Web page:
According to the Physical Activity Guidelines for Americans, adults should move more and sit less getting in 150 to 300 minutes of physical activity each week. This is about 22 to 43 minutes of activity per day.

This can be a great goal to accomplish through activity snacks. This is when you dedicate 5 to 15 minutes 3 times a day to be active whether that be in your living room, at your desk, or in-between meetings. This totals 15 to 45 minutes of your day dedicated to movement without the burden of setting up a huge space of your time for the gym.

It is as simple as waking up and doing morning stretches, pushing through a chair workout over lunch hour, and going for an evening walk. Every little thing adds up to big numbers at the end of the day.

Check out some activity videos we have on our website for some easy activities to work into your day! All you need is your body and a chair- perfect for your busy life.

Ideas for movement:

Hello! I am Brianna Montross, currently a graduate student and dietetic intern at Iowa State University. Some of my favorite things to do are write poetry, run, and find new ways to incorporate veggies in my cooking.

Jody Gatewood

Jody Gatewood is a Registered Dietitian who enjoys spending time in the kitchen baking and preparing meals for her family. She does lots of meal planning to stay organized and feed her family nutritious meals.

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Perspective is Key

Energy is contagious! Have you ever been around a person who has nothing nice to say? How did that make you feel? If the answer is negative, then that makes sense. Out of a negative perspective, you can only see bad things. On the other hand, have you ever been around someone who is full of life and kindness? How did that make you feel? I have a feeling the answer is positive.

Sometimes I get in the slump of thinking, Why me? I had to prepare for my own wedding last July in the middle of a crisis, graduate from school with no ceremony, and had my honeymoon cancelled in December. I had bad day after bad day, and then I remembered- responding to my self-talk is how I set the tone for how I respond to everyone around me.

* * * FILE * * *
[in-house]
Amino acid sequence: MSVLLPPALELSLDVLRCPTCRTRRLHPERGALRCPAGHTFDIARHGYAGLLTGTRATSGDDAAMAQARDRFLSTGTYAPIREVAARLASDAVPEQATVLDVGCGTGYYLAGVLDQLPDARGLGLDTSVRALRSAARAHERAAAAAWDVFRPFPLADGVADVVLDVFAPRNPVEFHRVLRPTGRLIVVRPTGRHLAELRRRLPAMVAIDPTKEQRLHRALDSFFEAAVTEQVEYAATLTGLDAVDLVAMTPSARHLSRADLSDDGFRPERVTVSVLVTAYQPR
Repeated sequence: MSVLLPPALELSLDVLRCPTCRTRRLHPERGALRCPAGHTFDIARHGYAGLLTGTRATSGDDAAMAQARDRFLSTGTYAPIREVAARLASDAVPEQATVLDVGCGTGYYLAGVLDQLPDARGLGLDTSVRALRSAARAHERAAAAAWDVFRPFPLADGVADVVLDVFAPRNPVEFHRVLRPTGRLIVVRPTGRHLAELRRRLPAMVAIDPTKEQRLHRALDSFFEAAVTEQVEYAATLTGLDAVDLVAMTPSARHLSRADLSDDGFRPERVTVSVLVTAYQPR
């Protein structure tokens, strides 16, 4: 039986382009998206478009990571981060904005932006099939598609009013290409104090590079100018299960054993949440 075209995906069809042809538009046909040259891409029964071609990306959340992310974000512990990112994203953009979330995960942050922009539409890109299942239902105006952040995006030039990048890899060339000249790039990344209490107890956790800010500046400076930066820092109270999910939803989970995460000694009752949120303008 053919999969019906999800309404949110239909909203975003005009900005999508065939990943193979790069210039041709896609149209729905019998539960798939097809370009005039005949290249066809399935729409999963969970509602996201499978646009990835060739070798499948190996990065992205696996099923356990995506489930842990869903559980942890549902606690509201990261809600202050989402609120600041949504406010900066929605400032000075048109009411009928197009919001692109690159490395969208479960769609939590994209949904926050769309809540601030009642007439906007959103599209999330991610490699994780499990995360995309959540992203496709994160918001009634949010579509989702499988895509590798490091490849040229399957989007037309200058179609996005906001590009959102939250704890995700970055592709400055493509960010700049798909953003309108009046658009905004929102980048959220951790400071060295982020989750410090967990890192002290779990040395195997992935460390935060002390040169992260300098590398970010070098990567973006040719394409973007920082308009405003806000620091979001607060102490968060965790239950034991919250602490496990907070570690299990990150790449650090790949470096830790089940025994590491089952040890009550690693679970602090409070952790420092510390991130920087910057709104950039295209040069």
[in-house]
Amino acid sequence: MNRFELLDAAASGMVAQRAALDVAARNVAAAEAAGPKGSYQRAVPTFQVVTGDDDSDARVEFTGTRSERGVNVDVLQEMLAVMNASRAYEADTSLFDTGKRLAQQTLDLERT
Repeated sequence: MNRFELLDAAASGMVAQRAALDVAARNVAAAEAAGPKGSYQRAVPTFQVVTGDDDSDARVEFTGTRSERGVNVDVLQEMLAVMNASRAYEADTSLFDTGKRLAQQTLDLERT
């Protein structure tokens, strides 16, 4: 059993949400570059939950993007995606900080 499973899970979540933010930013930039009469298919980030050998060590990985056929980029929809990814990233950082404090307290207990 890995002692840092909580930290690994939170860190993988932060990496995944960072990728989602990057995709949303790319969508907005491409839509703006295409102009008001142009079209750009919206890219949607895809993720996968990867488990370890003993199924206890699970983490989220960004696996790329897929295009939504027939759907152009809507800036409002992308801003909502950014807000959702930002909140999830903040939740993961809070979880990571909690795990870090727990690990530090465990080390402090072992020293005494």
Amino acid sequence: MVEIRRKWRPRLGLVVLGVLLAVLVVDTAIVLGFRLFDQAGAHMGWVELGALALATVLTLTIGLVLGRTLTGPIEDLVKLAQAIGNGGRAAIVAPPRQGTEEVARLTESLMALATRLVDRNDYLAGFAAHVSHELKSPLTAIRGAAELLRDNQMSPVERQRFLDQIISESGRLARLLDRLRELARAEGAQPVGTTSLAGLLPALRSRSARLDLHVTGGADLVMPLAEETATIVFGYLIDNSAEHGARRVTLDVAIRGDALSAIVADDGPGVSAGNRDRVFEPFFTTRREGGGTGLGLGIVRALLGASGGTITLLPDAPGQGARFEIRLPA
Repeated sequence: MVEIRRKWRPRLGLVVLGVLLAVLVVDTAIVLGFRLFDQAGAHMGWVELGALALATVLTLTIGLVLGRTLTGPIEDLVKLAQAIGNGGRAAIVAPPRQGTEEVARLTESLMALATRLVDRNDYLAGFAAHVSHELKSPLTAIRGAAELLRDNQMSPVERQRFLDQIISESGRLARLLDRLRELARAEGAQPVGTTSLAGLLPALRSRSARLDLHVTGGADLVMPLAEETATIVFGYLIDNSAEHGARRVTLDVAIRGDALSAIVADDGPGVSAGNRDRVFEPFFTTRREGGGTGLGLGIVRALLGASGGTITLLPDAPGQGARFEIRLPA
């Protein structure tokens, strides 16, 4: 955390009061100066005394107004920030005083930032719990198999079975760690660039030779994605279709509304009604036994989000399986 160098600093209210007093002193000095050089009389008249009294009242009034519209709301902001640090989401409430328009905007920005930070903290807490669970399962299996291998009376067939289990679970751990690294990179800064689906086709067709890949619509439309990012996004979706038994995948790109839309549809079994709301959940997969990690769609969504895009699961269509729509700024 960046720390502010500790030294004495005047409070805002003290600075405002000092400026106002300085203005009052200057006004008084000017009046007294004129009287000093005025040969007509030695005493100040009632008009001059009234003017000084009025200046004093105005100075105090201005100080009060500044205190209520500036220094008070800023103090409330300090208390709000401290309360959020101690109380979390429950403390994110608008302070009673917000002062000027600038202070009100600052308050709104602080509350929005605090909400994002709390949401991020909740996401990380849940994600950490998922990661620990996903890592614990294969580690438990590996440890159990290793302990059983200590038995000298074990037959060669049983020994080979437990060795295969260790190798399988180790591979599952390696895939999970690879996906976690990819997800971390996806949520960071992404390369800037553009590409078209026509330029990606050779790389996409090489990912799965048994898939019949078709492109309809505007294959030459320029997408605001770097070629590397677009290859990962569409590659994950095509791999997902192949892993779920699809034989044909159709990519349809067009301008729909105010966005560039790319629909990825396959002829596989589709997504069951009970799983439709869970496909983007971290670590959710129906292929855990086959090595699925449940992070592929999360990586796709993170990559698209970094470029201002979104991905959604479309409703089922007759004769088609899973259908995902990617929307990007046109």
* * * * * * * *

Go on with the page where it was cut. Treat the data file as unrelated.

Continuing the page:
I understand- this past year has been anything but ordinary. Not only are we still in a pandemic, but there are lots of things to do like pay bills, make dinner, and honestly- just do life. We cannot change things around us like the pandemic, economy, or other people, but we can change our mindset toward situations that come about our day. Try to remember that only you are in control of how you view the world, and you can impact those around you. One simple mind-shift can create a positive atmosphere not only your family will like being around, but your brain as well.

4 easy tips for changing your perspective:

  • Take time to reflect on your blessings by keeping a journal and writing 3 blessings in your life every morning to start your day off in a positive tone.
  • For every 1 negative thing you say, practice saying 2 positive things about that topic.
  • Acknowledge your stress and listen to your body. It is important to take a break when your body needs it so you can be at your best mindset moving forward. Check out our Strength in Stress blog post on some ways to recognize stress.
  • Know how to recognize and respond to your negative self-talk. For more on how to do that within your family, check out The Science of Parenting. In their recent podcast, Talk it Up, Mackenzie and Lori break down self-talk as a parent.